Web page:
I hope your week is going well. Things are humming along in our neck of the woods. As a follow up to last week’s report about the budding relationship between Lily and I: things are still progressing and now we will even sit next to each other when we’re waiting for breakfast.
The Human did some reorganizing in her home office/craft room. Needless to say, the desk could not be used until I finished snoopervising the finished product.
And then The Human had the silly idea that I would be denied access to the downstairs for a while. Needless to say that attempt failed miserably.
Sending all my furiends wishes for a great week and remember…always jump high!
I’ve reported about street cats all over the world being looked after by good humans in their area. Last week it was the used washing machines for kitties in Portugal. This site highlights what people are doing for feral cats all over the world.
Today, you can find a mixture of cats in the streets of the city, relatives of the cats brought to San Juan, Puerto Rico by early Spanish settlers to control the rat population. There are ferals along with cats with collars enjoying the beauty and warmth of the city. The cats of Old San Juan are called the “cobblestone cats”. There are organizations that care for the feral felines such as “Save a Gato Cat Sanctuary” that will care for and even prepare kitties to go to their furever homes.
Be sure and check out this site to see what good people around the world are doing for felines!
Now that fire and police are not rescuing cats in many communities., tree care experts are taking over the job. Danato Green, ‘The Tree Man” is filling this gap in Alabama. Everyone needs to make a living so he does charge for his service. Prices depend on the distance he has to drive to the site and the distance he has to climb up the tree. This kitty says that’s money well spent! Be sure and check out the video of Danato at work.
This story ticks all the boxes. It highlights working cats and a human that walks her talk. Amanda Dykstra, owner of the Gentle Doctor of East Tennessee veterinary clinic and a vet that treats mostly rescue animals from shelters adopted two rescue cats herself.
She looked hard to find two felines who would connect with each other. Her cats, Tiny Cat and Simba were the purrfect fit. She says, “These cats have such crazy personalities and they’re so incredibly different but yet they’re best friends. It’s an interesting dynamic.”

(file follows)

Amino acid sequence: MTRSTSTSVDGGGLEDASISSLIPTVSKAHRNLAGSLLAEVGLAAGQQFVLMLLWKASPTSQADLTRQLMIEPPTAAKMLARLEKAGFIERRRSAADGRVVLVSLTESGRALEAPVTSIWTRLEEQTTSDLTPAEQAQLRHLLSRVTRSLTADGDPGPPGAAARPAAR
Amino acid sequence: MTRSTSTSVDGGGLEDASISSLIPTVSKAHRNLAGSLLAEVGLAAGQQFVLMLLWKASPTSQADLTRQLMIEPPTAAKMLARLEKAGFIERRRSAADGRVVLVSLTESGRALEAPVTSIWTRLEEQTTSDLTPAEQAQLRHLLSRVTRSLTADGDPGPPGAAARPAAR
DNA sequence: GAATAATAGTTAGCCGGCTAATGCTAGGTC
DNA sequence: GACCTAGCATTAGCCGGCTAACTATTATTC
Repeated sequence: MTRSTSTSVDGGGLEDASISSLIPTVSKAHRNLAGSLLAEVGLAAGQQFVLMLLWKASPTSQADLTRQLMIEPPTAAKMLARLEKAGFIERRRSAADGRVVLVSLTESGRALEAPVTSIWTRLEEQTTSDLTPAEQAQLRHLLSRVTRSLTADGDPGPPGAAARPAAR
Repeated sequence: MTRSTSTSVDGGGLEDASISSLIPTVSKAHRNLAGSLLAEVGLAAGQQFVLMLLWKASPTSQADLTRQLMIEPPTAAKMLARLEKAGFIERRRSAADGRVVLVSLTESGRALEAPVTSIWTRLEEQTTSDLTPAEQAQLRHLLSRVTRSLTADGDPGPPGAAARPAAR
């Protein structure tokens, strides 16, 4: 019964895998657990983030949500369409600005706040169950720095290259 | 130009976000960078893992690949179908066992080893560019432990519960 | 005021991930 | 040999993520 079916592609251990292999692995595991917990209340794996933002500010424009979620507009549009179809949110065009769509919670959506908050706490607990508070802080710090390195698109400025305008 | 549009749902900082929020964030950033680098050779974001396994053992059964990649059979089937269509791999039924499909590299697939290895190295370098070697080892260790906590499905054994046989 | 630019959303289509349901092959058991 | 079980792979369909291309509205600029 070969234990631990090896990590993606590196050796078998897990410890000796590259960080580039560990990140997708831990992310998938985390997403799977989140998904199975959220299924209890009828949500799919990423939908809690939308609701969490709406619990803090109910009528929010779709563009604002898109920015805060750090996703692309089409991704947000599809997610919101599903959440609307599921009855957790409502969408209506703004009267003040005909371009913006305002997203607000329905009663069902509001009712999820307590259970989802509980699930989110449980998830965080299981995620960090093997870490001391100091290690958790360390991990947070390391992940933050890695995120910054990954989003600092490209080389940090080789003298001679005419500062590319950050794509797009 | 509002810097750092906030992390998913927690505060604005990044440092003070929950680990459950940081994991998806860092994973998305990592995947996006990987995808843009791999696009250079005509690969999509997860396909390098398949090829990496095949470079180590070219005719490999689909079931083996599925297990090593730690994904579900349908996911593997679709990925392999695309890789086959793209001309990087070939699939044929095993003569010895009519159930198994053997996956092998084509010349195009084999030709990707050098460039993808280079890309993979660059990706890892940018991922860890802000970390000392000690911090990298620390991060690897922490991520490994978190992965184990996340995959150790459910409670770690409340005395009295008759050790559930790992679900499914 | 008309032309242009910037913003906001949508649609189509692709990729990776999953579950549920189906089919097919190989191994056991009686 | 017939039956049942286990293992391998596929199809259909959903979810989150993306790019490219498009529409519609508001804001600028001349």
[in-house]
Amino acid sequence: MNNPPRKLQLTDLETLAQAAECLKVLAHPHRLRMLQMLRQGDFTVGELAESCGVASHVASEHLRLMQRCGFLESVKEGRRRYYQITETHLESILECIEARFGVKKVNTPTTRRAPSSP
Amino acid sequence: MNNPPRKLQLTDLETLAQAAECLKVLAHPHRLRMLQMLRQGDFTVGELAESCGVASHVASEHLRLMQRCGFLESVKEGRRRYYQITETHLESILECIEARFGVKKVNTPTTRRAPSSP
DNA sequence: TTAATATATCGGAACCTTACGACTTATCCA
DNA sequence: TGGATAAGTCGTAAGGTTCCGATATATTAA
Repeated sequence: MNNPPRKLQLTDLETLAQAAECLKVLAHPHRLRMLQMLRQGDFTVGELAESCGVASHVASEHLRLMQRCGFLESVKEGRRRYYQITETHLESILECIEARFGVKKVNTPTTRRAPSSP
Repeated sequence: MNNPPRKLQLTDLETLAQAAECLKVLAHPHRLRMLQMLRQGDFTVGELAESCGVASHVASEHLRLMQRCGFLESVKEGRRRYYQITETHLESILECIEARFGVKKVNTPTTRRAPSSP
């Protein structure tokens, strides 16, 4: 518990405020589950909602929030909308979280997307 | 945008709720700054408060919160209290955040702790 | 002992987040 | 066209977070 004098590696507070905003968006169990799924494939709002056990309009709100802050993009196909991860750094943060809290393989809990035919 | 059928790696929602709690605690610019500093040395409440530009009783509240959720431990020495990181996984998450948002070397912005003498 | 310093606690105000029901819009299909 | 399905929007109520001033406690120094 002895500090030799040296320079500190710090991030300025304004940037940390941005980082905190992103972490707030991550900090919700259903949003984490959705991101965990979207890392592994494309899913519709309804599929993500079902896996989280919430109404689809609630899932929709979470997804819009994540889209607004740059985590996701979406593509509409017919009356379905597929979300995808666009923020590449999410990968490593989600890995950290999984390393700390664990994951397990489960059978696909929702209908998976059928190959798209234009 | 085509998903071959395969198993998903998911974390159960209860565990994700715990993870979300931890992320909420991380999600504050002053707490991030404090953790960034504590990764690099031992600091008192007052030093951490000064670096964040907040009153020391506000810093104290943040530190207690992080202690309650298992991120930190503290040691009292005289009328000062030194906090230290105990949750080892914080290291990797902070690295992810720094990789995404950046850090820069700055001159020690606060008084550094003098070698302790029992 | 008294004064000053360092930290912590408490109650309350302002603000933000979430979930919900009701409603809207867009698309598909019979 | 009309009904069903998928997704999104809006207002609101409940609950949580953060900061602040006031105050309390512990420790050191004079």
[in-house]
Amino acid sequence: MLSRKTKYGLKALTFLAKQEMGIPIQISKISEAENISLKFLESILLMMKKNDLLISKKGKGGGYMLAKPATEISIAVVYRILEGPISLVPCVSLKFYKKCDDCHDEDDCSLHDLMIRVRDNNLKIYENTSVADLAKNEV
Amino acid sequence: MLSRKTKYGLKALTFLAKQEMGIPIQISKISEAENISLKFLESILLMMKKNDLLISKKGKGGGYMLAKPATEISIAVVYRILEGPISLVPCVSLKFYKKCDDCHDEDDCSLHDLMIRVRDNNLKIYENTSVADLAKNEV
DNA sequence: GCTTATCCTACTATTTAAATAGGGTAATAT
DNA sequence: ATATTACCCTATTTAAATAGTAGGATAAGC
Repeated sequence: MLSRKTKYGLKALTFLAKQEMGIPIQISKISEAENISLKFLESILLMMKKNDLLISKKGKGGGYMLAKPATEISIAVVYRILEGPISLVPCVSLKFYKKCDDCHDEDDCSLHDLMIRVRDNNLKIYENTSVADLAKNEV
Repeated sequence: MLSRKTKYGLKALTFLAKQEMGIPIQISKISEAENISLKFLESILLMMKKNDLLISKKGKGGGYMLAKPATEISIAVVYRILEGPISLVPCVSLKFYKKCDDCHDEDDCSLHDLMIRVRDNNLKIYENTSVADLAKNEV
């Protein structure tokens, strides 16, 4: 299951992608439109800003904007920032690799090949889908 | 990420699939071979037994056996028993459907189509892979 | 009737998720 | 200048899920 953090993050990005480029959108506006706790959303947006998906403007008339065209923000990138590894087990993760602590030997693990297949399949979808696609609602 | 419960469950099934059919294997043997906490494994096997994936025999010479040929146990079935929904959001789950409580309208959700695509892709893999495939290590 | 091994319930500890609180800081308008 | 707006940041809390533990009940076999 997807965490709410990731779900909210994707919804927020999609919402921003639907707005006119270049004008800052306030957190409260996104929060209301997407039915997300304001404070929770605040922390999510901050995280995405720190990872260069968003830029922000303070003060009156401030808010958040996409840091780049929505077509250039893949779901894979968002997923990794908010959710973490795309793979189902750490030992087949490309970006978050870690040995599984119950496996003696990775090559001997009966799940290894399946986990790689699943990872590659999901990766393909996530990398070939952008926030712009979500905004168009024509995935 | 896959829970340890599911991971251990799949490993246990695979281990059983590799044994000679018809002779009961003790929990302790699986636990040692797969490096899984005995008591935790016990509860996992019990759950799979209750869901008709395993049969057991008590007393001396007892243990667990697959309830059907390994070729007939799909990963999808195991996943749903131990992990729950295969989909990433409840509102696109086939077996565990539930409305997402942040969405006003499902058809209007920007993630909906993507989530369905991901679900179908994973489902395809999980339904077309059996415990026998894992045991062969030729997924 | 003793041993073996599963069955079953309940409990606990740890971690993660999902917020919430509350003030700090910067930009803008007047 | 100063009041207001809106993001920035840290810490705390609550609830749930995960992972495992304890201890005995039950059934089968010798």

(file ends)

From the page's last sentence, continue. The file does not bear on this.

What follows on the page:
Tiny Cat was an orphaned pound kitty and has turned into a bit of a diva. Simba’s laid back personality is the purrfect compliment to Tiny Cat and, he’s a bit of a goofball who goes crazy for watermelon.
Dr. Dykstra says that you too can find the purrfect shelter cat (or cats) for your family if you are deliberate about looking and know what you want. You can follow the adventures of these two on the clinic’s Facebook page.
This feline knows nothing about architecture, purrticularily brutalist architecture but evidently UB architecture master’s students Emily Battaglia, Madelaine Ong and Michaela Senay in collaboration with the studio’s professors, Gregory Delaney and Brett Doster do. They created an Instagram account — described as “Your daily dose of cats and concrete” which has a larger purpose: to raise awareness of brutalism, the often misunderstood and under-loved period of mid-to-late-20th century architecture, while promoting adoptable cats. I have to say, this is one of the most creative cat adoption promotion ideas I’ve ever heard. Check out their Instagram page, Cats of Brutalism.
The Hobo Hotel for cats has been living rent free in their building. Now they own the building thanks to James Boyd “Jim” Bel a local philanthropist and business owner from a prominent pioneer family. He turned over the ownership of 650 E. School St. to Hobo Hotel for Cats.
The Hobo Hotel has been rescuing felines since 1998. It was organized exclusively for the purpose of prevention of cruelty to animals through the operation of a no-kill shelter for cats and kittens,. This shelter has many duties, the rescue of abandoned cats and kittens, the adoption of cats and kittens, the development of foster homes until adoption is possible, education about pet care, promotion of spaying and neutering and the encouragement of relationships with pets.
Bel, the benefactor, is partial to cats and has owned as many as 13 outside kitties and five inside kitties and is constantly feeding strays in his community.
Since it’s inception, Hobo Hotel has spayed and neutered 6,000 cats.
Meowza, I hope there are generous cat lovers like this guy in other communities!